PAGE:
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3 ways modern medicine is using virtual technologies

Take a look at three ways virtual technologies are shaping health care and improving the lives of people around the world

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Modern medicine is a robust and quickly changing field, thanks — in large part — to continuing technological advancements that allow for wider access to patients, as well as deeper insight into the disease. From initial telecommunication advancements allowing doctors and patients and scientists to converse and collaborate remotely to a seemingly sci-fi ability to see and work inside bodies themselves, machines and automated systems have improved health care, and there are still more enhancements coming. Take a look at three ways virtual technologies are shaping health care and improving the lives of people around the world.


Virtual reality technologies have existed since the 1800s when the stereoscope was first invented. Eventually marketed as today’s View-Master toys, these rudimentary virtual reality devices are more than simple toys, however, serving as the basis for the advanced tools that modern medicine and other industries (such as education, automotive, and law enforcement) use to make lives easier and safer than any other time in history.

While still used to simulate real-world experiences, medical virtual reality (VR) equipment does a lot more than entertain. Today’s doctors are using VR to visualize surgical treatments and educate and train themselves before they even pick up a scalpel. It’s an innovation that allows more clinicians the opportunity to watch and learn at the same time, saving time and money and providing greater coverage of care for patients who might otherwise have limited access to qualified health care providers.


Of course, nowadays, nearly all medical practices are using virtual conferencing to remotely connect with patients since the current pandemic and social distancing mandates having made actual face-to-face meetings harder to schedule and more dangerous to accommodate. ThriveMD, a stem cell and regenerative medicine clinic in Colorado, for instance, has been offering remote sessions for anyone needing orthopedic pain management treatment but not willing or able to leave home to discuss it.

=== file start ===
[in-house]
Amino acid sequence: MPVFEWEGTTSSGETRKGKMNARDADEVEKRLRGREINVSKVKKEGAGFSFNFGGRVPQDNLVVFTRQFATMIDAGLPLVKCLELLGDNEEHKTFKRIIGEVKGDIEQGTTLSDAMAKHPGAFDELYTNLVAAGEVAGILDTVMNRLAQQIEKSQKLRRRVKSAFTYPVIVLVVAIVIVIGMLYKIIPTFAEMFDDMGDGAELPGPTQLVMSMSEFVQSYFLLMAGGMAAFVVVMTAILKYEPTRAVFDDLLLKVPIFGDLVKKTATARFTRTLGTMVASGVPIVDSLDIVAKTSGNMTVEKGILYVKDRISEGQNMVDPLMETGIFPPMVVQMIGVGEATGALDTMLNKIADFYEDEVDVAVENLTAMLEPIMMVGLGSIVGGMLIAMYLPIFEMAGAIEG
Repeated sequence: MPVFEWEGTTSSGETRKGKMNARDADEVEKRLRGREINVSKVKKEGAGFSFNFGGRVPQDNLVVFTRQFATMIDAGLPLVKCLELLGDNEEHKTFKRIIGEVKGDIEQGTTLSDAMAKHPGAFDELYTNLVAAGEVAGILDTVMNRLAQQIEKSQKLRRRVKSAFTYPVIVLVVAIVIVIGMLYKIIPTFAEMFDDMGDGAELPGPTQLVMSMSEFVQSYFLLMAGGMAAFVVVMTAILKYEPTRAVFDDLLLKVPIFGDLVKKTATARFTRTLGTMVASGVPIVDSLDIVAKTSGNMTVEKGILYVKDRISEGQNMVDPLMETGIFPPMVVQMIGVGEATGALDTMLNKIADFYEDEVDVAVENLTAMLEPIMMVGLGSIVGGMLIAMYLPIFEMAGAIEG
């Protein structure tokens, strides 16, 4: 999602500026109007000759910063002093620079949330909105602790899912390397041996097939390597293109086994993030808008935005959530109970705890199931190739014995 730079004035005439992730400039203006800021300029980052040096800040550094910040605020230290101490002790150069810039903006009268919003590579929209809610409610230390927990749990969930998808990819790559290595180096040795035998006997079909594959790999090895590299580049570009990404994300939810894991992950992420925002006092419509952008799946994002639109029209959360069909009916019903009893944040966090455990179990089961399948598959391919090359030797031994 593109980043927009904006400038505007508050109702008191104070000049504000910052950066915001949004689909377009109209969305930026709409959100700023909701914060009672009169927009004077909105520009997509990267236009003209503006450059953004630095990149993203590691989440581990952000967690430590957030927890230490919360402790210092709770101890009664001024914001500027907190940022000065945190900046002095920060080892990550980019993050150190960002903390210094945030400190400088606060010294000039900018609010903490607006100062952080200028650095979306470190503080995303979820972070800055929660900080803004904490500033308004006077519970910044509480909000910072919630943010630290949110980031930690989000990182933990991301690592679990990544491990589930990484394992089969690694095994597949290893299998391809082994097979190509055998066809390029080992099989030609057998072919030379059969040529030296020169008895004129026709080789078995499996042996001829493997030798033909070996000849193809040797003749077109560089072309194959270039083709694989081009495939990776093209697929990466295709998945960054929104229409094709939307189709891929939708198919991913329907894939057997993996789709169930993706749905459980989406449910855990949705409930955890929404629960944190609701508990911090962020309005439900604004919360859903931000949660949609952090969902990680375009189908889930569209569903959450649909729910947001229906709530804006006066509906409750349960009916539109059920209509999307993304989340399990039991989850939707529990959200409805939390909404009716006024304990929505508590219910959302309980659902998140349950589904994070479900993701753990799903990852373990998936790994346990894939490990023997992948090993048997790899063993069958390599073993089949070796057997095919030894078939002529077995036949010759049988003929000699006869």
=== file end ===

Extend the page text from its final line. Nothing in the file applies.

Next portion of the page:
With this type of consultation becoming ubiquitous, it’s also becoming more common for enhanced engagement during the actual care visit, as well. Scientists stationed in space and on Antarctic Research Stations are already being evaluated by doctors remotely using virtual augmented techniques that allow doctors to take basic health readings (like pulse rate) and connect visually with patients. This helps reduce costs and time commitments (for both patient and practitioner) and is often more convenient (and therefore more productive), as well!


Finally, virtual technologies are making it easier than ever for people to get advanced care between medical appointments. Rather than visit a doctor’s office to receive services, patients can implement virtual reality techniques that condition their bodies at home instead. In many instances, gaming techniques can actually enrich the care experience, prompting patients to take more interest in their own treatments.

Physical therapy can be made more fun and interactive using virtual reality headsets, for example. Furthermore, physicians can use virtual tools to collect data from their patients, monitoring and adjusting care in real-time when needed without requiring patients to come into an actual office for diagnostic tests. 

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Chris has been blogging since the early days of the internet. He primarily focuses on topics related to tech, business, marketing, and pretty much anything else that revolves around tech. When he's not writing, you can find him noodling around on a guitar or cooking up a mean storm for friends and family.

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